Encrypting or Obfuscating Passwords

Unless encrypted, passwords in the configuration can be read by anyone who have access to the administration GUI, or who have access to the configuration files on disk containing the passwords.

If you wish to have stronger protection you can either obfuscate or encrypt the passwords before placing them in the file.
Obfuscated passwords are passwords which are scrambled using a complicated bit-shifting algorithm. They appear to be unreadable, but if you have access to the bit-shifting code it is possible to revert the process making the passwords readable again.
Encrypted passwords however, are encrypted using an encryption key, and it is impossible to recover the password unless you have access to both the encryption key and the password.
Ceptor supports one method of obfuscation, and 3 methods of encryption.

Obfuscation

Uses a proprietary bit-shifting mechanism that can be reversed.

168 bit Tripple DES

Uses 168 bit Tripple DES key to encrypt the password. The same key is used for both encryption and decryption. Requires the key in “passwordUtils.3deskey”

256 bit AES

Uses 256 bit strong encryption AES key to encrypt/decrypt the passwords. The same key is used for both encryption and decryption. Requires the key in “passwordUtils.aesKey”

2048 bit RSA Private / Public Key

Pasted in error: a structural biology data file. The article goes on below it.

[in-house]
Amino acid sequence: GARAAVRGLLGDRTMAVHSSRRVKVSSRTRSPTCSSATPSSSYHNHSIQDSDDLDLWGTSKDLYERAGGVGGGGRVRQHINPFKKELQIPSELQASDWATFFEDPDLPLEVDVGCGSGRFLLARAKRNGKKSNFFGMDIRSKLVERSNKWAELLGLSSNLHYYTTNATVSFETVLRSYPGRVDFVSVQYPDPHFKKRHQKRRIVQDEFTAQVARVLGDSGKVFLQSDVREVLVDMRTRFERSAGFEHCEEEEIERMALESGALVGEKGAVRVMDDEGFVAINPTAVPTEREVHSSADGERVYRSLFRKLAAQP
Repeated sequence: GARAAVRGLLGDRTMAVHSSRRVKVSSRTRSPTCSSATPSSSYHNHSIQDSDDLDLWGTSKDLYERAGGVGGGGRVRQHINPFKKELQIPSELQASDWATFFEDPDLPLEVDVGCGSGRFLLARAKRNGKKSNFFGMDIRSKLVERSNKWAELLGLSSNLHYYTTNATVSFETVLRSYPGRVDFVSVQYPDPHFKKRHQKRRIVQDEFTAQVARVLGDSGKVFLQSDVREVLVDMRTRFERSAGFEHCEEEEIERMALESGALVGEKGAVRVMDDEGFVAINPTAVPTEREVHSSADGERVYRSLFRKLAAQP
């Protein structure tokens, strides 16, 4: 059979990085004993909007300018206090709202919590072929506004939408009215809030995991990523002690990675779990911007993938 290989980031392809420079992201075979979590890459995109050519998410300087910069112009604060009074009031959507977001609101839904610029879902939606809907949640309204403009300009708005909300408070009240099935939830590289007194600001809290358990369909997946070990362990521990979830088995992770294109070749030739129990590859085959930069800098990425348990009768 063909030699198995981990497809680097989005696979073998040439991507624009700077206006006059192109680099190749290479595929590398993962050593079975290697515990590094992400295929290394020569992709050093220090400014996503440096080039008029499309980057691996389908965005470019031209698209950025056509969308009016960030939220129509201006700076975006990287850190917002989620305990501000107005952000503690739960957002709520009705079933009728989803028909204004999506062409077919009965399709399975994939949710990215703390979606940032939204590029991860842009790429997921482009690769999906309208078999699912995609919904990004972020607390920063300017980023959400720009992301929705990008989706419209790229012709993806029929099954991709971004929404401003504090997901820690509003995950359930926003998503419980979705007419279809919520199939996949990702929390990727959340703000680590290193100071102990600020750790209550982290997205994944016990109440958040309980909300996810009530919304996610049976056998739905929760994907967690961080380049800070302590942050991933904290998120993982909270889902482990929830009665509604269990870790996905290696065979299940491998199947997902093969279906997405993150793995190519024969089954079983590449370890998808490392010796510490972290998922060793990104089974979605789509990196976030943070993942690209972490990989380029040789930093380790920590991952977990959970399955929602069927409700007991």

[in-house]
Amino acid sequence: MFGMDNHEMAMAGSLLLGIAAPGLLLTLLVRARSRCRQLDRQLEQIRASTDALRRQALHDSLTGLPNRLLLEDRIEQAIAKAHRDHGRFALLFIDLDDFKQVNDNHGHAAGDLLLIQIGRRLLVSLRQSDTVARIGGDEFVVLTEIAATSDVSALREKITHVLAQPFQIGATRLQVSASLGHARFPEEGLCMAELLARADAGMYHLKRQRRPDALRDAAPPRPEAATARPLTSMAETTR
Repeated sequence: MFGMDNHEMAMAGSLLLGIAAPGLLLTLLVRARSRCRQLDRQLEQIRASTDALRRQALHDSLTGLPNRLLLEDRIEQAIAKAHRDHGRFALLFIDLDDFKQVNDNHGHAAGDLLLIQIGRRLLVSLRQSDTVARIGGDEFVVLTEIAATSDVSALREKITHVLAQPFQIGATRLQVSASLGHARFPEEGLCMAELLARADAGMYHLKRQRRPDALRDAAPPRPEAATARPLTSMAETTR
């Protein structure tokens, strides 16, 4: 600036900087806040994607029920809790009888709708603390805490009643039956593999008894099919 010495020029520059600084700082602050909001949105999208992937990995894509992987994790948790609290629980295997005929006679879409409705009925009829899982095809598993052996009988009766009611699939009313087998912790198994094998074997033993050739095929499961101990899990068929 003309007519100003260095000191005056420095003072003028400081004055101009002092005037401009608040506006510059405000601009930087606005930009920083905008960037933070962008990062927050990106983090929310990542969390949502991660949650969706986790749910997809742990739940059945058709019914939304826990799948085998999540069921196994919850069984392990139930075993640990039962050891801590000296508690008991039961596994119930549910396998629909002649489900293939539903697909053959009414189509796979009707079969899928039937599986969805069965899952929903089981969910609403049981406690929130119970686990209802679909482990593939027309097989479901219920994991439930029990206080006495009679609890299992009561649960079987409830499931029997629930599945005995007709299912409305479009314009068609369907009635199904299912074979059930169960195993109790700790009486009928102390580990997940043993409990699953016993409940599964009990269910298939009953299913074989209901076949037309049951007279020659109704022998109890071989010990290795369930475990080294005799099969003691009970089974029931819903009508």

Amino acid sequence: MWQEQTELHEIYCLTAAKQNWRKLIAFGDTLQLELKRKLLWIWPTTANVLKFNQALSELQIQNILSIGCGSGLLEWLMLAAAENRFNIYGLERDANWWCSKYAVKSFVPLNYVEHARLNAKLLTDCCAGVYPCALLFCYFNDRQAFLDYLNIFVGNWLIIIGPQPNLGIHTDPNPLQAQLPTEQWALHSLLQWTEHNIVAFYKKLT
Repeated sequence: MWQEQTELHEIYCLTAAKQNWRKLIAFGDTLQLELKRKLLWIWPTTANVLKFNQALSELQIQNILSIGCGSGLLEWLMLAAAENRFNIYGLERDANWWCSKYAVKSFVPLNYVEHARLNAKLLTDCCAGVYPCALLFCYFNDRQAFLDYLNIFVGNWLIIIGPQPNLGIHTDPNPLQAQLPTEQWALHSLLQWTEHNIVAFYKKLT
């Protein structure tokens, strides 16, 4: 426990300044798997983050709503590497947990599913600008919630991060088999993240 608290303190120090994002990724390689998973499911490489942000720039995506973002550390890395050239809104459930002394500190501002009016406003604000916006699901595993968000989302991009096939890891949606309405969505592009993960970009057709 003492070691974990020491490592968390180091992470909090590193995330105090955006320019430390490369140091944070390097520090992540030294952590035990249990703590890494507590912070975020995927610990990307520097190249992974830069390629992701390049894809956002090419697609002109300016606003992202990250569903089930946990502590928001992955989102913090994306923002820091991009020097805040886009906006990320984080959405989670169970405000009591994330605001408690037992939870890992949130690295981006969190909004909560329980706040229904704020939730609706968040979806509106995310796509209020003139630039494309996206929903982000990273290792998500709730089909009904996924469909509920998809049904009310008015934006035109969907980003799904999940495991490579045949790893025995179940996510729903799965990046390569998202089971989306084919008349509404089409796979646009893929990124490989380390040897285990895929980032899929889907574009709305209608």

Uses the 2048 bit RSA private / public key algorithm. Separate keys are used for encryption and decryption so you can allow certain people to only encrypt passwords using the key in “passwordUtils.publickey” but they will not be able to decrypt any password unless they also have access to the private key stored in “passwordUtils.privatekey”.

Encrypting the password

Note that in order to support encrypted passwords (with JVMs older than 1.8 update 165), you will need to the have the “Unlimited Strength JCE Policy files” installed in your Java VM – these files are obtainable from where you download your JVM – e.g. java.sun.com

To encrypt the password, execute “java dk.itp.security.utils.PasswordUtils <password>” replacing <password> with the password to encrypt. You will need PortalProtectAgent.jar in your classpath.
Below is an example of the output when run the first time – here the keys are generated.

Ceptor Password obfuscation and encryption

Obfuscated password:     {encoded}BC817B5B1F2BC934
Generating Tripple DES key and saving it as passwordUtils.3deskey
Generating AES key and saving it as passwordUtils.aeskey
Generating 2048 bit RSA Keypair, and saving the keys as passwordUtils.privatekey and passwordUtils.publickey
3DES encrypted password: {3DES}EXohj8jIBmU79IQB2biNVA==
AES encrypted password:  {AES}Ld6S9xK7u53UrDbubaUCIw==
RSA encrypted password:  {RSA}eqMozuIXv1jsiYez5IyfawrFi6R8WmY8ZAq+PTyJJYCl3F85okFGMNk0oiobGEDCvRoz78At5pZfjaS38o64SU6K1TfmK4LsRNE77T/lOQw67Z4S2PNzlEw1MNd8zXA/8rBIrRLgzEoWS+jr20OUa1bYO3Yz/ICJhxY3YtJQVr54mvWWocM0rA7OQVJ65w0QgteZ6VSFIJndAwNH+L7UYVrEjdgOqC2IY+WuJaB60fqcPXqSrJVPU5ix4/xSErTJR3i6MEiTSEDGbN776Rfo8sU7FYqODXFvXw6LKfJgXa0EorYMilJIqJaMA5d7JJSMFXHkeUROuQL/omLNo1LVkA==